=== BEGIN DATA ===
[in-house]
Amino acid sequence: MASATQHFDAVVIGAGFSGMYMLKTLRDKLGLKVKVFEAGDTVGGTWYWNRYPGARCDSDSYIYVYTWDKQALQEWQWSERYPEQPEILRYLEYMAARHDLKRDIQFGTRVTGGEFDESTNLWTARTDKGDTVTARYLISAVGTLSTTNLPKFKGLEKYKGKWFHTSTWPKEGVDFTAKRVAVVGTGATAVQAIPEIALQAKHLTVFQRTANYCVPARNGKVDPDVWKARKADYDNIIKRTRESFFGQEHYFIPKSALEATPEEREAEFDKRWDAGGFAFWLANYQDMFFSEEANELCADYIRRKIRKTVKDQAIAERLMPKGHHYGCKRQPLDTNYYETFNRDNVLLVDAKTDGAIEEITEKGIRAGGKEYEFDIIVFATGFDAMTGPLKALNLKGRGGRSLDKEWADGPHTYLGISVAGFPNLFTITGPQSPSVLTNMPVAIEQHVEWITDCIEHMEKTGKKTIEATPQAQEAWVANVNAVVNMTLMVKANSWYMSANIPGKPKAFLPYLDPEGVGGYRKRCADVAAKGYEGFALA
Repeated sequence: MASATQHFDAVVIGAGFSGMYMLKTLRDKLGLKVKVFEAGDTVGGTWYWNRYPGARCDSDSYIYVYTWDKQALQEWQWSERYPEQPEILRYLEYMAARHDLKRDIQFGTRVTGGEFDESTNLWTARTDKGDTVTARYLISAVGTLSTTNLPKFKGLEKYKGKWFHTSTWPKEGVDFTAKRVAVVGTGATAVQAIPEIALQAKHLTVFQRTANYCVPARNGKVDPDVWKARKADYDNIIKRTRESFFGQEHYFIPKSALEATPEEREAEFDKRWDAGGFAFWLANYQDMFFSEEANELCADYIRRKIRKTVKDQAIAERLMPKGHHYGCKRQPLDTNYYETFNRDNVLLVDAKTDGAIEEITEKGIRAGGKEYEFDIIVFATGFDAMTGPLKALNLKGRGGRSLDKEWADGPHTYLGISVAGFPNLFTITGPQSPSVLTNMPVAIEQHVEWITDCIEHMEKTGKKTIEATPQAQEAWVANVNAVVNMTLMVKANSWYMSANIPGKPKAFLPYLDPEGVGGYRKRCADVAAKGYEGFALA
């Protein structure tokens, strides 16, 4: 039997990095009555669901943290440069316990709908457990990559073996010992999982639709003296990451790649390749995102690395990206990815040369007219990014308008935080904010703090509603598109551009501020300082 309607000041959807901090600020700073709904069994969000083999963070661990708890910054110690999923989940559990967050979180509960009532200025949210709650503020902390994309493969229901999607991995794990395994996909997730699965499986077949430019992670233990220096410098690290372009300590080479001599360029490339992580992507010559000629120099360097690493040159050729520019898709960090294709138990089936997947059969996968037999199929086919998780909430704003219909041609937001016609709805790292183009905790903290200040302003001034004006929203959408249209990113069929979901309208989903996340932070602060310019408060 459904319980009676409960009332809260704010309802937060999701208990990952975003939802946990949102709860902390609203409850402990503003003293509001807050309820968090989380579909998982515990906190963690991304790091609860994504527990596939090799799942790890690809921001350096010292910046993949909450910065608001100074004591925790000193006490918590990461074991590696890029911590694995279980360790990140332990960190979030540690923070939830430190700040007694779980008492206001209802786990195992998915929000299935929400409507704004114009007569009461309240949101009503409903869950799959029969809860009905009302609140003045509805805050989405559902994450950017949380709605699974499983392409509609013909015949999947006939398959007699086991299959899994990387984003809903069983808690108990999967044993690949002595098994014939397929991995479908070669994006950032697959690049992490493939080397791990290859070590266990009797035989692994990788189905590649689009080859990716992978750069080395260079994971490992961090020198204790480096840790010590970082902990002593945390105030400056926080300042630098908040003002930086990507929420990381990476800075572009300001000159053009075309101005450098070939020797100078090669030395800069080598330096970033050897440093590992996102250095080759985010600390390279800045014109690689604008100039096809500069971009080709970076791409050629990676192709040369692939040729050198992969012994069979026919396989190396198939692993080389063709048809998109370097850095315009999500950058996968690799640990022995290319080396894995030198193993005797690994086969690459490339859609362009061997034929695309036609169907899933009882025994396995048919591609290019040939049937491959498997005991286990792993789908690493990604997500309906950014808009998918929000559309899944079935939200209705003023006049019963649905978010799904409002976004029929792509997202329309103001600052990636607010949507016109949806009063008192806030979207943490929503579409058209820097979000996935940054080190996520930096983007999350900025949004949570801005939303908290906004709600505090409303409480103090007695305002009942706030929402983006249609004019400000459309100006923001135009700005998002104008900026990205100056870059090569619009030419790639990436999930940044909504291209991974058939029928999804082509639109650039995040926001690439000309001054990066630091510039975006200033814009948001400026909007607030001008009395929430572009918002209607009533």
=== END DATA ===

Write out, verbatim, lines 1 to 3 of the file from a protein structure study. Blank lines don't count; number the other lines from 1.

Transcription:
[in-house]
Amino acid sequence: MASATQHFDAVVIGAGFSGMYMLKTLRDKLGLKVKVFEAGDTVGGTWYWNRYPGARCDSDSYIYVYTWDKQALQEWQWSERYPEQPEILRYLEYMAARHDLKRDIQFGTRVTGGEFDESTNLWTARTDKGDTVTARYLISAVGTLSTTNLPKFKGLEKYKGKWFHTSTWPKEGVDFTAKRVAVVGTGATAVQAIPEIALQAKHLTVFQRTANYCVPARNGKVDPDVWKARKADYDNIIKRTRESFFGQEHYFIPKSALEATPEEREAEFDKRWDAGGFAFWLANYQDMFFSEEANELCADYIRRKIRKTVKDQAIAERLMPKGHHYGCKRQPLDTNYYETFNRDNVLLVDAKTDGAIEEITEKGIRAGGKEYEFDIIVFATGFDAMTGPLKALNLKGRGGRSLDKEWADGPHTYLGISVAGFPNLFTITGPQSPSVLTNMPVAIEQHVEWITDCIEHMEKTGKKTIEATPQAQEAWVANVNAVVNMTLMVKANSWYMSANIPGKPKAFLPYLDPEGVGGYRKRCADVAAKGYEGFALA
Repeated sequence: MASATQHFDAVVIGAGFSGMYMLKTLRDKLGLKVKVFEAGDTVGGTWYWNRYPGARCDSDSYIYVYTWDKQALQEWQWSERYPEQPEILRYLEYMAARHDLKRDIQFGTRVTGGEFDESTNLWTARTDKGDTVTARYLISAVGTLSTTNLPKFKGLEKYKGKWFHTSTWPKEGVDFTAKRVAVVGTGATAVQAIPEIALQAKHLTVFQRTANYCVPARNGKVDPDVWKARKADYDNIIKRTRESFFGQEHYFIPKSALEATPEEREAEFDKRWDAGGFAFWLANYQDMFFSEEANELCADYIRRKIRKTVKDQAIAERLMPKGHHYGCKRQPLDTNYYETFNRDNVLLVDAKTDGAIEEITEKGIRAGGKEYEFDIIVFATGFDAMTGPLKALNLKGRGGRSLDKEWADGPHTYLGISVAGFPNLFTITGPQSPSVLTNMPVAIEQHVEWITDCIEHMEKTGKKTIEATPQAQEAWVANVNAVVNMTLMVKANSWYMSANIPGKPKAFLPYLDPEGVGGYRKRCADVAAKGYEGFALA